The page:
Reuters: European Union foreign policy chief Javier Solana will hand Iran a package of incentives on Tuesday that aim to persuade Tehran to abandon its plan to make nuclear fuel, a spokeswoman for Solana said on Monday.
Washington Times: Threats of an international financial squeeze stemming from the showdown over Iran's nuclear program have sent Iranians scrambling to get their savings out of the country, or if that won't work, to convert them into gold.
Washington Times - Editorial: During its 20th-century struggles for world domination, international communism periodically benefited from the naivete and willful ignorance of some in the Western media, who foolishly portrayed totalitarians as agrarian reformers and social democrats.
Knight Ridder Newspapers: The Iraqi government failed Sunday to name its three top security officials because a powerful Shiite party with close ties to Iran is insisting on its candidate for interior minister over the choice of Prime Minister Nouri al-Maliki and virtually every other political faction, senior Western diplomats and Iraqi politicians said.
Washington Times: French Foreign Minister Philippe Douste-Blazy welcomed U.S. willingness to join in negotiations over Iran's nuclear issue. Could it be the European's political maneuvering has managed to convince the Bush administration to follow the peaceful road to negotiations rather than carry a big stick?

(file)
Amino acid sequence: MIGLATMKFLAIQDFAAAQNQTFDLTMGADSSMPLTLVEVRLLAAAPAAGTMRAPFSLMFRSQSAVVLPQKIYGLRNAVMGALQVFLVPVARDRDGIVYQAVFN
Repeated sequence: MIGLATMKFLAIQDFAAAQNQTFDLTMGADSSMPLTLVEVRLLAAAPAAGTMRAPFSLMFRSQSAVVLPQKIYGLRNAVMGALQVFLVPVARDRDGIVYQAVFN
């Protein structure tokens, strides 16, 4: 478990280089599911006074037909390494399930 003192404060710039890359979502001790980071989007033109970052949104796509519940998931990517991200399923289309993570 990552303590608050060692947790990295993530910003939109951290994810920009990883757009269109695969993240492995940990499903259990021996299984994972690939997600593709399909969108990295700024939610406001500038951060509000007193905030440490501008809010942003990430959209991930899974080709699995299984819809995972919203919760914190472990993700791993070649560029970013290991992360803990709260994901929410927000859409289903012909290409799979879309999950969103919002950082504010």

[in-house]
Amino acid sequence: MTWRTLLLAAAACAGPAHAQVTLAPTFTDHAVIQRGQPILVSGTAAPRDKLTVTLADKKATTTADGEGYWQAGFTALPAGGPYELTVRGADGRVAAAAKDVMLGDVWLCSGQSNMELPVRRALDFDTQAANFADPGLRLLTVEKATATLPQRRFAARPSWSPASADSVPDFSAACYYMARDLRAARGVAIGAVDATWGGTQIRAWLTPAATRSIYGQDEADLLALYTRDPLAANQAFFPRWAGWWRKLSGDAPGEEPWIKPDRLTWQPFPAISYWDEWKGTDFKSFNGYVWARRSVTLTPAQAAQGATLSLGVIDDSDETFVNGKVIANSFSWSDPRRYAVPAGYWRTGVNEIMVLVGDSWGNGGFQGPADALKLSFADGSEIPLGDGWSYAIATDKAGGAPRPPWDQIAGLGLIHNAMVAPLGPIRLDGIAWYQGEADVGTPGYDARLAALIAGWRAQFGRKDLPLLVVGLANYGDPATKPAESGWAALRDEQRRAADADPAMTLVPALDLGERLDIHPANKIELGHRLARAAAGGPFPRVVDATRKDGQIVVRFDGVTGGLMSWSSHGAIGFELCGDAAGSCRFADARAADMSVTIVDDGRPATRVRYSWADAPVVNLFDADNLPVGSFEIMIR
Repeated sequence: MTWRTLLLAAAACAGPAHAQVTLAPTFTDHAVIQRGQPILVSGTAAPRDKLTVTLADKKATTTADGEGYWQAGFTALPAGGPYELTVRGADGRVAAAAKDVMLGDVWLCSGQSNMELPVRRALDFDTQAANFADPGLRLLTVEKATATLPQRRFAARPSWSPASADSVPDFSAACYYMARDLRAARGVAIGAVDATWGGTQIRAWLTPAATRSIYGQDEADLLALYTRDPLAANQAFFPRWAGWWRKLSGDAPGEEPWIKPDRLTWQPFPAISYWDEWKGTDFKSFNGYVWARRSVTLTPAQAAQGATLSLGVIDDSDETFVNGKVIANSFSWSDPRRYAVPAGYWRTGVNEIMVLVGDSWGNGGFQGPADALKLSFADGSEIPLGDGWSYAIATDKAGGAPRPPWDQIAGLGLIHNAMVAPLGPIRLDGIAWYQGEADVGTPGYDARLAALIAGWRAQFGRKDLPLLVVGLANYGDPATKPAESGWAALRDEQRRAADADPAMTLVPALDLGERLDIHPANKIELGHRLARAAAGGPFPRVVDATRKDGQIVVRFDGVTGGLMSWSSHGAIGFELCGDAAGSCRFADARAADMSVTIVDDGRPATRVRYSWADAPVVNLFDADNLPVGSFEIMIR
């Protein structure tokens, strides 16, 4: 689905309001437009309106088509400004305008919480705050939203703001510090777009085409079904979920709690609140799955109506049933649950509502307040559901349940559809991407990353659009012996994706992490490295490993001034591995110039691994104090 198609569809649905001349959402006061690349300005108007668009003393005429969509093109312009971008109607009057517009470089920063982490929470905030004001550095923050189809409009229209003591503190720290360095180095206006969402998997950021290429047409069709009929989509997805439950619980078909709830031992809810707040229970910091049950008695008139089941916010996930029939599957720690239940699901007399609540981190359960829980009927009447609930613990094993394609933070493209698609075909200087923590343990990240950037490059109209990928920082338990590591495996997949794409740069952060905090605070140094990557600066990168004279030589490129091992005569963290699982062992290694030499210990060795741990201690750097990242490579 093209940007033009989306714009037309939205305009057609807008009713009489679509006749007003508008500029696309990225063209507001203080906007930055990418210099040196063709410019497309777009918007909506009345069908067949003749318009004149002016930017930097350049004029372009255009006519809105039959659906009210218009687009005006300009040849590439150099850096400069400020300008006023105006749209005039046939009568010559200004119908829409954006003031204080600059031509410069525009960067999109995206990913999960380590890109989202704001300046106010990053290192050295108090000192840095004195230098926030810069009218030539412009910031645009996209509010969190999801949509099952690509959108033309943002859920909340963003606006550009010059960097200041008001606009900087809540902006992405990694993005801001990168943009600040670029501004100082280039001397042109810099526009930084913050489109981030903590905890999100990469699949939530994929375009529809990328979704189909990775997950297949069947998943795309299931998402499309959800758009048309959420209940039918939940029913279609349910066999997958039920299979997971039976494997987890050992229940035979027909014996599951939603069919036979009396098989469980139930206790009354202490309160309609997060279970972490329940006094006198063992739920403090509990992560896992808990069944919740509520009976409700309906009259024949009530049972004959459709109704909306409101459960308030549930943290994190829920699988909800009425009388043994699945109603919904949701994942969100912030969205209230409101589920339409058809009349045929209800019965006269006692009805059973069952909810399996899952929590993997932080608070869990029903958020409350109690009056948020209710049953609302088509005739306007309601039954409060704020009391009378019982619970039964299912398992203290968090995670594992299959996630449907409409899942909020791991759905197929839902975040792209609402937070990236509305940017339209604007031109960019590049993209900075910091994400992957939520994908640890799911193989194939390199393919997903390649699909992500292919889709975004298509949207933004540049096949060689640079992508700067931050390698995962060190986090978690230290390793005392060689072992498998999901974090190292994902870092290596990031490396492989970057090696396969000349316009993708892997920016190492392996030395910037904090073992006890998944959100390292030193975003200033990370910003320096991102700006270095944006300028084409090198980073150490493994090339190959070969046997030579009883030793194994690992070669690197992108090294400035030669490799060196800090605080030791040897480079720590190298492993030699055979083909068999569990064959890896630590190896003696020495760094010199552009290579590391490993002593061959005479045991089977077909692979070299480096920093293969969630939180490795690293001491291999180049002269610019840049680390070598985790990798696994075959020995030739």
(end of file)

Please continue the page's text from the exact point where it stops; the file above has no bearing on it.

AP: Secretary of State Condoleezza Rice put Iran on notice Sunday that the incentives offered by the West to end its nuclear program are not open-ended, although she declined to say Tehran had a firm deadline to respond.
Iran Focus: Tehran, Iran, Jun. 04 Irans Supreme Leader Ayatollah Ali Khamenei threatened on Sunday that the Islamic Republic may disrupt oil supplies in the region if the United States continued to pressure it to abandon its nuclear activities.
Iran Focus: Tehran, Iran, Jun. 04 Irans hard-line President Mahmoud Ahmadinejad announced that Iran had an inalienable right to carry out uranium enrichment and that it was not willing to negotiate over the matter with any other country, state television reported on Sunday.
New York Times: On a Tuesday afternoon two months ago, Secretary of State Condoleezza Rice sat down to a small lunch in President Bush's private dining room behind the Oval Office and delivered grim news to her boss: Their coalition against Iran was at risk of falling apart.